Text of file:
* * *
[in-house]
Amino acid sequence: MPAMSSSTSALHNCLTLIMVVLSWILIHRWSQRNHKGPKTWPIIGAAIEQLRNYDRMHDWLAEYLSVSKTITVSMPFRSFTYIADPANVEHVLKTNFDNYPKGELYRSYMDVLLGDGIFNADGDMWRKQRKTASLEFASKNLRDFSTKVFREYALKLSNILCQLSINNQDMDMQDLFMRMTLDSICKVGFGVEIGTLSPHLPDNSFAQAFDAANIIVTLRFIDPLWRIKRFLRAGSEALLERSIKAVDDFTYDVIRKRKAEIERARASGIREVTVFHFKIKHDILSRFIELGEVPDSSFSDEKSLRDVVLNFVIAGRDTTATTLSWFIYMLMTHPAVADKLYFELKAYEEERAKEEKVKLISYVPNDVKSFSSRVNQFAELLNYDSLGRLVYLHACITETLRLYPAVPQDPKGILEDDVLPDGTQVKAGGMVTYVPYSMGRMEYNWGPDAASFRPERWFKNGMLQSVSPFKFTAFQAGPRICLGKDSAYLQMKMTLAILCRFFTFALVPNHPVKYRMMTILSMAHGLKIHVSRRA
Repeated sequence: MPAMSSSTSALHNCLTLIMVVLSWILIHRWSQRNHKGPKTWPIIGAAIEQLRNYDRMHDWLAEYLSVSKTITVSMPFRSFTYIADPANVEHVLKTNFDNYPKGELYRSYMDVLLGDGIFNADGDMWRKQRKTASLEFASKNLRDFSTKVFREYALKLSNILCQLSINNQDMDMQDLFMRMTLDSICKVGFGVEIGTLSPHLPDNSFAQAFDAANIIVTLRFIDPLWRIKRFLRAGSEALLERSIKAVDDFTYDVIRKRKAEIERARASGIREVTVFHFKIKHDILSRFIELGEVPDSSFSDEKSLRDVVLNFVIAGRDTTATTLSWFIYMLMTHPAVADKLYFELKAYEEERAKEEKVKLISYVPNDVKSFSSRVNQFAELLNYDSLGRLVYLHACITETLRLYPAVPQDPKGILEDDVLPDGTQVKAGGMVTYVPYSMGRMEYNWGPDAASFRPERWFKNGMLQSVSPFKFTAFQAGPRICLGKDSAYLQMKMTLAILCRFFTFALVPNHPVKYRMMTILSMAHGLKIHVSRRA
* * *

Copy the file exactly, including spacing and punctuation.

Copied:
[in-house]
Amino acid sequence: MPAMSSSTSALHNCLTLIMVVLSWILIHRWSQRNHKGPKTWPIIGAAIEQLRNYDRMHDWLAEYLSVSKTITVSMPFRSFTYIADPANVEHVLKTNFDNYPKGELYRSYMDVLLGDGIFNADGDMWRKQRKTASLEFASKNLRDFSTKVFREYALKLSNILCQLSINNQDMDMQDLFMRMTLDSICKVGFGVEIGTLSPHLPDNSFAQAFDAANIIVTLRFIDPLWRIKRFLRAGSEALLERSIKAVDDFTYDVIRKRKAEIERARASGIREVTVFHFKIKHDILSRFIELGEVPDSSFSDEKSLRDVVLNFVIAGRDTTATTLSWFIYMLMTHPAVADKLYFELKAYEEERAKEEKVKLISYVPNDVKSFSSRVNQFAELLNYDSLGRLVYLHACITETLRLYPAVPQDPKGILEDDVLPDGTQVKAGGMVTYVPYSMGRMEYNWGPDAASFRPERWFKNGMLQSVSPFKFTAFQAGPRICLGKDSAYLQMKMTLAILCRFFTFALVPNHPVKYRMMTILSMAHGLKIHVSRRA
Repeated sequence: MPAMSSSTSALHNCLTLIMVVLSWILIHRWSQRNHKGPKTWPIIGAAIEQLRNYDRMHDWLAEYLSVSKTITVSMPFRSFTYIADPANVEHVLKTNFDNYPKGELYRSYMDVLLGDGIFNADGDMWRKQRKTASLEFASKNLRDFSTKVFREYALKLSNILCQLSINNQDMDMQDLFMRMTLDSICKVGFGVEIGTLSPHLPDNSFAQAFDAANIIVTLRFIDPLWRIKRFLRAGSEALLERSIKAVDDFTYDVIRKRKAEIERARASGIREVTVFHFKIKHDILSRFIELGEVPDSSFSDEKSLRDVVLNFVIAGRDTTATTLSWFIYMLMTHPAVADKLYFELKAYEEERAKEEKVKLISYVPNDVKSFSSRVNQFAELLNYDSLGRLVYLHACITETLRLYPAVPQDPKGILEDDVLPDGTQVKAGGMVTYVPYSMGRMEYNWGPDAASFRPERWFKNGMLQSVSPFKFTAFQAGPRICLGKDSAYLQMKMTLAILCRFFTFALVPNHPVKYRMMTILSMAHGLKIHVSRRA